By Tilton Adler
Science shows that it may be harder to recover from Covid-19 if, like tens of millions of Americans, you struggle with chronic health conditions. But mainstream media and corrupt news outlets tend to focus only on those who become ill from the virus. Fortunately, the chances of contracting—let alone dying from—Covid-19 are incredibly low. According to a recent study conducted in association with Stanford University, “For a 50-to-64-year-old individual . . . the probability of a hospitalization is 1 in 709,000—and the median estimate of a fatality is 1 in 6,670,000.” Many more of us will, however, experience a litany of otherwise preventable health consequences, due in large part to the government’s ongoing “prevention” protocols, i.e., “lockdowns.”
Lockdowns have not helped the basic health of the average American. One dangerous health implication often left out of the coronavirus conversation is weight gain during quarantine, or the “Quarantine 15” as it’s been dubbed. According to WebMD, Americans have really packed on the pounds during lockdown. Excessive weight gain, especially in a short period of time, can result in a build-up of fatty liver enzymes and increase the risk for developing hypoglycemia and pre-diabetes. Increased cholesterol levels and high blood pressure readings have also been linked to quarantine weight gain. Unfortunately, our options for how, when, and where we exercise have been systematically obstructed. Gyms, state parks, running trails, beaches, and more have been closed sporadically and arbitrarily, leaving a void. Approximately 72% of those polled by WebMD say their exercise routine has been negatively affected. As exercise and mental health are interrelated, the lockdown orders have not only made us more likely to experience weight gain and poorer physical health, our mental wellness is also being adversely affected.
For every life saved through authoritarian stay-at-home measures, another is put at risk of death from suicide, drug overdose or other devastating expressions of mental health crises. According to an article published in the April 2020 Journal of the American Medical Association (JAMA), many of the public health interventions intended to suppress the spread of the virus will likely create the “perfect storm” for a national mental health crisis. Continuation of state mandated isolation, surges in unemployment, and persistent, pervasive doomsday media coverage has led to a conspicuous increase in depression and anxiety among both adults and children. Aiding and abetting these existential crises, alcohol consumption is at an all-time high, and individual debt is skyrocketing. The closure of churches and other religious gatherings may also lead to otherwise preventable deaths, as participation in such events is correlated with a five-fold reduction in suicide compared to those who don’t attend services.
Four months since the JAMA article, the “perfect storm” has swept the nation. But this is not an unprecedented phenomenon. Significant increases in suicide and disturbances to mental health were documented after both the 1918 Spanish Flu pandemic and the 2003 SARS outbreak. We are forced to ask ourselves an uncomfortable question: Is a life saved from the coronavirus today more valuable than a life taken due to these oppressive ‘protections’ tomorrow?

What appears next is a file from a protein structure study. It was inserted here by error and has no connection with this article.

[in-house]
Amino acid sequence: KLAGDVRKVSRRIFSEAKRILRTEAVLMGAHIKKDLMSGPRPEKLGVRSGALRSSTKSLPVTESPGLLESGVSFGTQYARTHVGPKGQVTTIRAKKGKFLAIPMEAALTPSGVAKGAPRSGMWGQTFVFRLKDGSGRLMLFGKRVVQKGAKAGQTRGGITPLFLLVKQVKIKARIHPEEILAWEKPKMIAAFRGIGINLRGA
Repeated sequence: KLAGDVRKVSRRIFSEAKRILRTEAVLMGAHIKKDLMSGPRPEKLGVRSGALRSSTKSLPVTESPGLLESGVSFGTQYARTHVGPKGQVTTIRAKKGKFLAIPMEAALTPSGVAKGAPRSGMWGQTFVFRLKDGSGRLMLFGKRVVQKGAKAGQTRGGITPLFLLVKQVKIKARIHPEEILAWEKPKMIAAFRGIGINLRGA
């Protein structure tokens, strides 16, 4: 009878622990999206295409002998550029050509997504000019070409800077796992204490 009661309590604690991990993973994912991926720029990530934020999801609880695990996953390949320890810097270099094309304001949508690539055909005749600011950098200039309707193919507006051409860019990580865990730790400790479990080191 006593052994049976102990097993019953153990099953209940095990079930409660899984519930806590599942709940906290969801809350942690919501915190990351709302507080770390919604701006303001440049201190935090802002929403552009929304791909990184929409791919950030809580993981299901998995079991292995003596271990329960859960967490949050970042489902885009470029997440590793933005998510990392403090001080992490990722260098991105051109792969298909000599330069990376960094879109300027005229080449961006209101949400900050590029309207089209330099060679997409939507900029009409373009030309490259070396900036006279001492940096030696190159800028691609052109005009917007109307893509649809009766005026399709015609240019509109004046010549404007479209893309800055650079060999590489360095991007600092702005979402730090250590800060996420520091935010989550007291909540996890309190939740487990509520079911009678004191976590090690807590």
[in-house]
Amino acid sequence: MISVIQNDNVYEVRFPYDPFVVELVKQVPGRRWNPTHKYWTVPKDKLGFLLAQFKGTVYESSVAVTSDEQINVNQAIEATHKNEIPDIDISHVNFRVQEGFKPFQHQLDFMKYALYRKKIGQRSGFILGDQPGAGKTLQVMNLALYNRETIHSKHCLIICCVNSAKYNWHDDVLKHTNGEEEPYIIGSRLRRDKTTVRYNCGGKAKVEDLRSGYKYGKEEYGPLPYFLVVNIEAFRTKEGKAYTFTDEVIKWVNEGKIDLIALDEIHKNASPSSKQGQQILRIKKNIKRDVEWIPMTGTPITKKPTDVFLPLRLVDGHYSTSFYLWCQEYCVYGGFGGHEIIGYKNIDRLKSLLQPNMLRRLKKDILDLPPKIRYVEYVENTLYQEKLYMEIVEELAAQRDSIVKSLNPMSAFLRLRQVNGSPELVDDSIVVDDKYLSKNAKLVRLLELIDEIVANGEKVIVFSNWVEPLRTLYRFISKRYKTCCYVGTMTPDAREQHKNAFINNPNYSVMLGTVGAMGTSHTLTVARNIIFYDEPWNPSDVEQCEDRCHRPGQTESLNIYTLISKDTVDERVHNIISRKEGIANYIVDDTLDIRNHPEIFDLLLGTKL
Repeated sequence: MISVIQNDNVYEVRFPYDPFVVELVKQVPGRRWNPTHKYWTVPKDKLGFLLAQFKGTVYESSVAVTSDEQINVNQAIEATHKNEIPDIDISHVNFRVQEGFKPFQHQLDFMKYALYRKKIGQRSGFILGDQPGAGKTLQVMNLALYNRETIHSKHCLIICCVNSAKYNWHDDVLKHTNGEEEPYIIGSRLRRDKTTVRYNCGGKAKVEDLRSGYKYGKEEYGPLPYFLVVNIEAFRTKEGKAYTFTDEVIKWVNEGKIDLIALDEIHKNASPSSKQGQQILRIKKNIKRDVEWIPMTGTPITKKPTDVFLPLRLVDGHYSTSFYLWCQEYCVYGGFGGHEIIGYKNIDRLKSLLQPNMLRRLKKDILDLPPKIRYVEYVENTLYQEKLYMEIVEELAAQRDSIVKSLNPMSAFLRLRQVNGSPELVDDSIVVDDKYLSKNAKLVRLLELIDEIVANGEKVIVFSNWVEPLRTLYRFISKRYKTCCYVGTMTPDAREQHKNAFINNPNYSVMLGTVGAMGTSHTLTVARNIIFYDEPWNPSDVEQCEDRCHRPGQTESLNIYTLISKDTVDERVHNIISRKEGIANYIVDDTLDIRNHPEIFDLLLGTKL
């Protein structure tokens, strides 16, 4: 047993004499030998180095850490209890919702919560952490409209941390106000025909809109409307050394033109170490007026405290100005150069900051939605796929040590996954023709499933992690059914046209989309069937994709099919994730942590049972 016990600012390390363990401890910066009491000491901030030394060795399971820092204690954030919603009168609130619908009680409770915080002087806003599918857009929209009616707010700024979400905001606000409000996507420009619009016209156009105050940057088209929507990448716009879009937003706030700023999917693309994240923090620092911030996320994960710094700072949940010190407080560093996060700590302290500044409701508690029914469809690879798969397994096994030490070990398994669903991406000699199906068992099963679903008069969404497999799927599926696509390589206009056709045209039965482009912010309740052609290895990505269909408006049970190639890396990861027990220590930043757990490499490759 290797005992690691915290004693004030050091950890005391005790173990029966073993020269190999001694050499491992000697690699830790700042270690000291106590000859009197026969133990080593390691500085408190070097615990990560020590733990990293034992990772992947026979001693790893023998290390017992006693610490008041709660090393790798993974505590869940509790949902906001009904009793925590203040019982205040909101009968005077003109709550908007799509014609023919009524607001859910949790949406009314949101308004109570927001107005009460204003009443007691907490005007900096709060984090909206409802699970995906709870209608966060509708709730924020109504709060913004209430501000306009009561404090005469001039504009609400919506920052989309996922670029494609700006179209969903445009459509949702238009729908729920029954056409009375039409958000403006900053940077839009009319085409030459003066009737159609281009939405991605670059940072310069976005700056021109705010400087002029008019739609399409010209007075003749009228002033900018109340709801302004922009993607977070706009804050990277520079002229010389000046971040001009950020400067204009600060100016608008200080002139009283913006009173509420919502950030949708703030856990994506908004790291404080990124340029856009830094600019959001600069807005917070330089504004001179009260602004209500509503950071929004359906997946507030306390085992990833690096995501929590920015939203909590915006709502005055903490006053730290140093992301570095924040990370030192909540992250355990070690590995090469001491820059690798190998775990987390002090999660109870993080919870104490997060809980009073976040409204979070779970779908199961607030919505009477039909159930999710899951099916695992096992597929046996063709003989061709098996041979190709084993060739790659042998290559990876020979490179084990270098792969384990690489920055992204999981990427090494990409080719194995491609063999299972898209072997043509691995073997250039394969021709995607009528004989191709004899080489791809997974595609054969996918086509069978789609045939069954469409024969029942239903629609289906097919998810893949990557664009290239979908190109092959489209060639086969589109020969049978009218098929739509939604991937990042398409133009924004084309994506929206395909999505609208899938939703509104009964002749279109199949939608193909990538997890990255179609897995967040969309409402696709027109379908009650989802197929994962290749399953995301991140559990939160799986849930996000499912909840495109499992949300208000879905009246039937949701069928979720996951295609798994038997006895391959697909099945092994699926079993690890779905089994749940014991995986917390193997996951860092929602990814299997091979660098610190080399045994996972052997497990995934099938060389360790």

Journalists and mental-health advocates are not alone in their concern over the long-term implications of the government shutdowns. In May, more than 500 licensed physicians signed a letter to President Donald Trump, expressing their “alarm over the exponentially growing negative health consequences of the national shutdown. . . . The millions of casualties of a continued shutdown will be hiding in plain sight, but they will be called alcoholism, homelessness, suicide, heart attack, stroke or kidney failure.” The letter continues, “In youths it will be called financial instability, unemployment, despair, drug addiction, unplanned pregnancies, poverty, and abuse.” The American Medical Association has compiled a report highlighting a dangerous increase in opioid-related mortality during the Covid-19 crisis. In Washington state, the Yakima County medical examiner is reporting an unsettling uptick in suicide by 30%. During her speech at the Republican National Convention, First Lady Melania Trump acknowledged the impact Covid-19 has had on our nation’s citizens and offered kind words to those struggling: “I know many people are anxious and some feel helpless. I want you to know you are not alone.”
We are approaching an impasse with the national response to the coronavirus. If we stay home, we reduce our exposure to the virus but increase our exposure to other, potentially lethal health problems. We have become the ouroboros—going round and round, eating our own proverbial tail. For nearly six months the imminent mortality of this virus has been the pounding narrative driven by the mainstream media. In reality, we’ve likely just begun to see how devastating this pandemic will be. The long-term consequences of the states’ over-governance may prove more damaging than the disease itself.
AMERICAN FREE PRESS would like to hear your coronavirus lockdown story. Contact us via email at [email protected] or send us a letter at AFP, 117 La Grange Avenue, La Plata, MD 20646.
If you or someone you know needs immediate support, please contact The National Suicide Prevention Lifeline at 1-800-273-8255.